The home of the old Falls Theater on Front Street in Cuyahoga Falls has come back to life after lying dormant for almost 30 years.
It took two-and-a-half years and a team of historical architects, craftsmen and a family with a dream to turn the 15,000-square-foot space into a new restaurant, bar, and family entertainment center called The Workz. And despite pandemic and economic crisis, eager customers have been flocking in and 63 employees have been hired to meet their needs.
Architects Alan and Lauren Burge of Akron, who specialize in historic reconstruction, purchased the historic theater from the city of Cuyahoga Falls five years ago. Originally built in the 1920s, it had evolved from a venue for stage plays to a silent movie theater and then to a modern movie house (at one point named Loew’s Theater.) It was closed in the early ’90s after falling into disrepair.
The Burges began stabilizing the structure, but they needed tenants. Few could envision making it work for their businesses.
Meanwhile, in a Starbucks on Portage Trail, Tim Frankish and his sister-in-law Kim Green were brainstorming about starting a new business. “We were just thinking of finding a way to put some money into retirement and help with our kids’ college funds. We were going to buy a house and flip it, or do rentals,” Frankish said. “And then we thought it would be kind of cool if we could create some jobs.”
That’s when they decided to create a fun space for children’s birthday parties and family entertainment.
As the idea grew, other family members wanted to get on board. “Before you knew it, there were four of us talking it over and we’re doing it,” Frankish said. The Workz’s team consists of three siblings: Kim Green, Chris Carpenter, Melissa Barnes, and Frankish, their brother-in-law.
Then, of course, they needed a location. Frankish messaged Cuyahoga Falls Mayor Don Walters to ask if he knew of a space on Front Street that might be suitable. “[The mayor] responded that I should look into the old theater, and I thought, ‘What theater?’ I didn’t know what he was talking about.” Frankish is too young to remember when the theater was still operating.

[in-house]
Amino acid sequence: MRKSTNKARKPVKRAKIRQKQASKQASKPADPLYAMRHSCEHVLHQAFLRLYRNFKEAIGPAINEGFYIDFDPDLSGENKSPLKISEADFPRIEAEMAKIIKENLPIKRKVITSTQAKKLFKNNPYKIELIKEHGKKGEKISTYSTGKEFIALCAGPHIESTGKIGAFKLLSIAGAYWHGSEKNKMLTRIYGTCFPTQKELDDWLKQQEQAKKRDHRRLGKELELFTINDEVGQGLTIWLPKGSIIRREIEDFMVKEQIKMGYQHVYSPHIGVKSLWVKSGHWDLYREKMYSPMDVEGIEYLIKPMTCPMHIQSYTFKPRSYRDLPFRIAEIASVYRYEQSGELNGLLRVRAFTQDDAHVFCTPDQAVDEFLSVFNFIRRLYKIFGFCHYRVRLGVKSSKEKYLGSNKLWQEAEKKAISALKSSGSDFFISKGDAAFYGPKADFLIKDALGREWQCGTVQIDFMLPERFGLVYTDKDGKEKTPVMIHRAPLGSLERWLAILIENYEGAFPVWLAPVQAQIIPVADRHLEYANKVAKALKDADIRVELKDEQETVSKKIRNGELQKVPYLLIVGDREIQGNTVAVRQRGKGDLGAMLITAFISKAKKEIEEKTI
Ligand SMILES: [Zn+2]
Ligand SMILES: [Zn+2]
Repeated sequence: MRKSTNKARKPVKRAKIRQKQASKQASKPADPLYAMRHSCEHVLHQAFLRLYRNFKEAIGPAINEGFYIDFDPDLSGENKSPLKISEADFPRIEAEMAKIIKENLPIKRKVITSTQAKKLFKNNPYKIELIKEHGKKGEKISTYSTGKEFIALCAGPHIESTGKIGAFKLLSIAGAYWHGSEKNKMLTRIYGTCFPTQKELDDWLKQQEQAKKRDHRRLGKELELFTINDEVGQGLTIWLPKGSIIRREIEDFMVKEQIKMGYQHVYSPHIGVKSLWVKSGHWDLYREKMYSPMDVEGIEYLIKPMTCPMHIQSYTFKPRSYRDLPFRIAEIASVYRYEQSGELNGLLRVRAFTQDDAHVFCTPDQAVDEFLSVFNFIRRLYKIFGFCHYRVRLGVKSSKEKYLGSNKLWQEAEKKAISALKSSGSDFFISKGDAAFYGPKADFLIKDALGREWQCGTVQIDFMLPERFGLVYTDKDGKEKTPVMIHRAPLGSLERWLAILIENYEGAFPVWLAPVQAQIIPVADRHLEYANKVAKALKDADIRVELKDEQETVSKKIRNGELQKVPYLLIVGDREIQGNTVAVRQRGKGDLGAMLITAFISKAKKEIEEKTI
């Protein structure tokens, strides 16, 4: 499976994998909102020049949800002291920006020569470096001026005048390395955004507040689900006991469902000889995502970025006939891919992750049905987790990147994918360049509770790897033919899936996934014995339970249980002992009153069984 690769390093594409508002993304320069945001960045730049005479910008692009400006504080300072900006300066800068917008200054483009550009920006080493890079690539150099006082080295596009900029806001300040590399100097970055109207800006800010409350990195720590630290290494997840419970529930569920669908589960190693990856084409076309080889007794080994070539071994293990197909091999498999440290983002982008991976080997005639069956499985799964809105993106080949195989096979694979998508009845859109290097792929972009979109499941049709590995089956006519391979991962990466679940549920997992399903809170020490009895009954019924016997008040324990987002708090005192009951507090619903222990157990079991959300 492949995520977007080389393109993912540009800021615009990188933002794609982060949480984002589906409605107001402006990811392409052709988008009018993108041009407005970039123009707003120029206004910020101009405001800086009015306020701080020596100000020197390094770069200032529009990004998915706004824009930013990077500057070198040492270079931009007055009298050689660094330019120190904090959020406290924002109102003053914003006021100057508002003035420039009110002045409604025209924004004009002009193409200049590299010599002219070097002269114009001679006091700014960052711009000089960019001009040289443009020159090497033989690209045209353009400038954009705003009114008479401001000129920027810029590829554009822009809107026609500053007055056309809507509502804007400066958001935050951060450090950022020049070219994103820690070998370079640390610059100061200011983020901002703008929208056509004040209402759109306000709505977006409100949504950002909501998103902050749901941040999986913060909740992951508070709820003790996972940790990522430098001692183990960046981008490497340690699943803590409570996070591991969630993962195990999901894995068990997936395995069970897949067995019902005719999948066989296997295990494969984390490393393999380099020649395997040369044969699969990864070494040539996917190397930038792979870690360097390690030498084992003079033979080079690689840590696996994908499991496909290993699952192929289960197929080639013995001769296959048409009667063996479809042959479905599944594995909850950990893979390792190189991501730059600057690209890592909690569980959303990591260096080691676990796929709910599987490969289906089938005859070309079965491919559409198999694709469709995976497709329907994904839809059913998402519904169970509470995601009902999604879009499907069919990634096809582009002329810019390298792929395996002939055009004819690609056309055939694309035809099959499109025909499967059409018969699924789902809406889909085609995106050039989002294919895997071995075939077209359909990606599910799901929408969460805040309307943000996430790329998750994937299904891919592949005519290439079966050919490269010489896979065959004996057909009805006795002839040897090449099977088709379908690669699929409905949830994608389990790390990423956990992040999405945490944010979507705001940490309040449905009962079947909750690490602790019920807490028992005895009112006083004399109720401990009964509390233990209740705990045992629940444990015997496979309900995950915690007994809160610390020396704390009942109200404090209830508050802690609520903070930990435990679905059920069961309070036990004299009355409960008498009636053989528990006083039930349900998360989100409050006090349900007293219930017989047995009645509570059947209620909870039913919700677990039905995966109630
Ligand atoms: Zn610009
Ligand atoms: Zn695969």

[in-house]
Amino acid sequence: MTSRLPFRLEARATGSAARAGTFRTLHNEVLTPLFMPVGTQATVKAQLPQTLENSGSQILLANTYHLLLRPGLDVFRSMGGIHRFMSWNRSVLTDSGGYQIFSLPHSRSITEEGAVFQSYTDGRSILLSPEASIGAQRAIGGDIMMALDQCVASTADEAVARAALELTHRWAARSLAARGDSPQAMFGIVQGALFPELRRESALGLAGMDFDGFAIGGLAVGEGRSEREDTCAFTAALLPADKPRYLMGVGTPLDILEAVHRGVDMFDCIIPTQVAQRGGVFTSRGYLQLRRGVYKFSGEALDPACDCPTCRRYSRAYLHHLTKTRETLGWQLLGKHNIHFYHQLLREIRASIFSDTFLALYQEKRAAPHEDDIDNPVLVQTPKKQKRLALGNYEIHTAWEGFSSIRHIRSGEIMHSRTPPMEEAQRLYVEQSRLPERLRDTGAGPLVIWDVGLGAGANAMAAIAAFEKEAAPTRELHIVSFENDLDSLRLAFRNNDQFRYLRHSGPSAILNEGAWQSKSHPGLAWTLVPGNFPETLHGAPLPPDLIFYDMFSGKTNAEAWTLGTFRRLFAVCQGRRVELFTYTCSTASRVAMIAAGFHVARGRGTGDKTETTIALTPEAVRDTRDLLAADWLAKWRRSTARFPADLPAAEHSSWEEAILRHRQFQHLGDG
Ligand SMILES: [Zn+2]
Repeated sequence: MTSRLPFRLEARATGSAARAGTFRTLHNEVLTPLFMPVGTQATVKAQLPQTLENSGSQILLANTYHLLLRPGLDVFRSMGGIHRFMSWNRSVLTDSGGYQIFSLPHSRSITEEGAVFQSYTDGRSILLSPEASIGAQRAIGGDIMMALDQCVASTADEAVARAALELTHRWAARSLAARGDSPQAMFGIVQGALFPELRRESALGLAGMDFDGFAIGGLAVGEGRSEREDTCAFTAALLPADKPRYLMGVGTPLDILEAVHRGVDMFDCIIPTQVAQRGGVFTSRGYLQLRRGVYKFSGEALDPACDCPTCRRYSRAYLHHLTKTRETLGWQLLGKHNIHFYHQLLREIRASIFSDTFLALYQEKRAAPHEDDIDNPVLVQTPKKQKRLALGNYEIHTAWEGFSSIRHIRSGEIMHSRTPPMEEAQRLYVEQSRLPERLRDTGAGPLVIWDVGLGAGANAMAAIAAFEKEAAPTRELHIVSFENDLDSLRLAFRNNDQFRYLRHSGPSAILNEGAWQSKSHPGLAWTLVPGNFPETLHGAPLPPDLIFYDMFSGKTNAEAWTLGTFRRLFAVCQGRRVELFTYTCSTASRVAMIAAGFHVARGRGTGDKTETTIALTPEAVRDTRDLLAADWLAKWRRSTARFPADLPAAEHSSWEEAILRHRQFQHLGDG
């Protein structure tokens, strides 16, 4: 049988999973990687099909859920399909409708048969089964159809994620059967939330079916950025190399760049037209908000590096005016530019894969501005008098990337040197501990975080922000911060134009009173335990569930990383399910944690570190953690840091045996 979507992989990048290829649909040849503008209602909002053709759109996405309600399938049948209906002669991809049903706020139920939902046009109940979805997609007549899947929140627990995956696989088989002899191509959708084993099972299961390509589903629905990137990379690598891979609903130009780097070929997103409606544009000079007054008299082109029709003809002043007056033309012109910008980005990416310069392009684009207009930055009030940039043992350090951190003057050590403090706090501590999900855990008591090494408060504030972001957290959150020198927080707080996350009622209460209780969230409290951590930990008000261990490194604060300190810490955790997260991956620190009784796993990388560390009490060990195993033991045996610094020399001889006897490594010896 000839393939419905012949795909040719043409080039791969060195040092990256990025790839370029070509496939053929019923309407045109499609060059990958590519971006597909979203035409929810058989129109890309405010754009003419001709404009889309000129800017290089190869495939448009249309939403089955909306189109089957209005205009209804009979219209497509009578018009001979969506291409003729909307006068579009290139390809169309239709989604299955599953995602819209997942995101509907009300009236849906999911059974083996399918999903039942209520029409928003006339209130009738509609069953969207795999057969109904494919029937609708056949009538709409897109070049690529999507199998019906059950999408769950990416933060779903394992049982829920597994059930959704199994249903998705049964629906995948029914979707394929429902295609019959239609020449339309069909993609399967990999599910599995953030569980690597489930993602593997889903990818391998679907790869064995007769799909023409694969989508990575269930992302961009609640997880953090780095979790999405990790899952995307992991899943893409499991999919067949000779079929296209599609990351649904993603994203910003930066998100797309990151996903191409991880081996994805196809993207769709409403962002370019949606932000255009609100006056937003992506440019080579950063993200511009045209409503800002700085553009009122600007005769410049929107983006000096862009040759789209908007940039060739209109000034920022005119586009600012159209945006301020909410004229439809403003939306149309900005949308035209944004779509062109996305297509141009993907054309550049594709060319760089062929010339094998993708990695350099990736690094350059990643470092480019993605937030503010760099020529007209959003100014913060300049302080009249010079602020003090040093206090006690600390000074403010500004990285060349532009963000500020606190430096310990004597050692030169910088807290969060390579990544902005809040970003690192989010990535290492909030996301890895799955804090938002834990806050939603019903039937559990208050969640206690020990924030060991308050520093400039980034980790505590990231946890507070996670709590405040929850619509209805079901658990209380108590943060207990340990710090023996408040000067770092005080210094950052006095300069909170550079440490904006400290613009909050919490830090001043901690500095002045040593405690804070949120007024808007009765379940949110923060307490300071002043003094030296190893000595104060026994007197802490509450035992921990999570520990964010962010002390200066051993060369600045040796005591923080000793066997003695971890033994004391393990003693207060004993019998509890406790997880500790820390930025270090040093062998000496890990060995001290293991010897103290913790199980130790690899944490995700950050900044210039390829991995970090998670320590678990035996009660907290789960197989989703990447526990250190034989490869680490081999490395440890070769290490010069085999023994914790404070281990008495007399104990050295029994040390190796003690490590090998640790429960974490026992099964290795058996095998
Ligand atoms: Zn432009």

Upon seeing the space, the foursome was sure it wouldn’t work: “We walked in and said ‘There’s just no way.’” The space was long and narrow and they couldn’t envision what they wanted. But after meeting with the Brunswick company for the duckpin bowling lanes and consulting with the Burges, they came up with a layout that worked.
The Workz is aptly named. Three floors of renovated space mean there’s something for everyone. The main attractions are the games and restaurant on the main floor. The three major gaming categories are duckpin bowling (like regular bowling, but on a smaller scale), arcade, and virtual reality area. It is a cacophony of lights and sounds while a full bar welcomes parents on the way in. Two smaller rooms are available for private parties.
“Weekends are absolutely insane,” said Dale Sampson, The Workz general manager.
But wait, there’s more.
Something is hidden in the basement. Something totally different than what’s upstairs. It’s The Speakeazy at The Workz: designer cocktails, hard-to-find mocktails, even servers in flapper dresses. The upscale menu includes things like smoked salmon deviled eggs and a charcuterie board. Drinks are named for classic movies.
“It’s a totally different experience down here,” said Frankish. The theme preserves the era in which the theater was built, the Roaring ’20s. (Reservations are required and hard to get. Seating is currently limited to 24 in the Speakeazy.)
The building is listed in the National Register of Historic Places. The renovation team, historical society in Columbus and the Riverfront and Cuyahoga Falls historic design review board worked to resurrect original design elements. Some include the coral and teal crown moulding, Art Deco light fixtures, stained glass windows and vintage style furniture. “We had to keep it kind of the same because that’s what the building wants,” Frankish said.
The theater is most fondly remembered by locals in their 50s and 60s as the venue for the cult classic Rocky Horror Picture show in the 1980s.
Mark Fetterman was one of those Rocky Horror moviegoers, and now his grandson works at The Workz. He visited for lunch on a recent Saturday with his family.
“I like what they’ve done with it. It’s nostalgic,” Fetterman said. He added that in the Rocky Horror days, the theater wasn’t very well taken care of. “The seats were ripped; the place was in disrepair. It’s exciting to see it’s nice now.”
Sampson said a lot of former employees of the old theater come in just to see the place. “Then you look over five minutes later and they’re at the end of the bar just talking about the good ol’ days.” One gentleman recalled the story of how he met his wife at the theater back when he worked the ticket booth and she worked the snack counter.
Frankish and Sampson get a thrill out of talking to former patrons and employees of the old theater. “Yeah, it’s crazy. It gives me goosebumps every time somebody says, ‘Oh, I remember standing right there, taking tickets’ or ‘I was an usher.’”
Today, a new generation begins creating fond memories in a new incarnation of the old Falls Theater.
The Workz follows strict COVID-19 guidelines including mask requirements. For reservations and to find out more, visit playattheworkz.com.
Photos by Tim Frankish. Used with permission.
Diane Pitz Kilivris is a freelance writer and podcast producer from West Akron. When not working, she can be found on the tennis court or happily knitting in a comfy chair.
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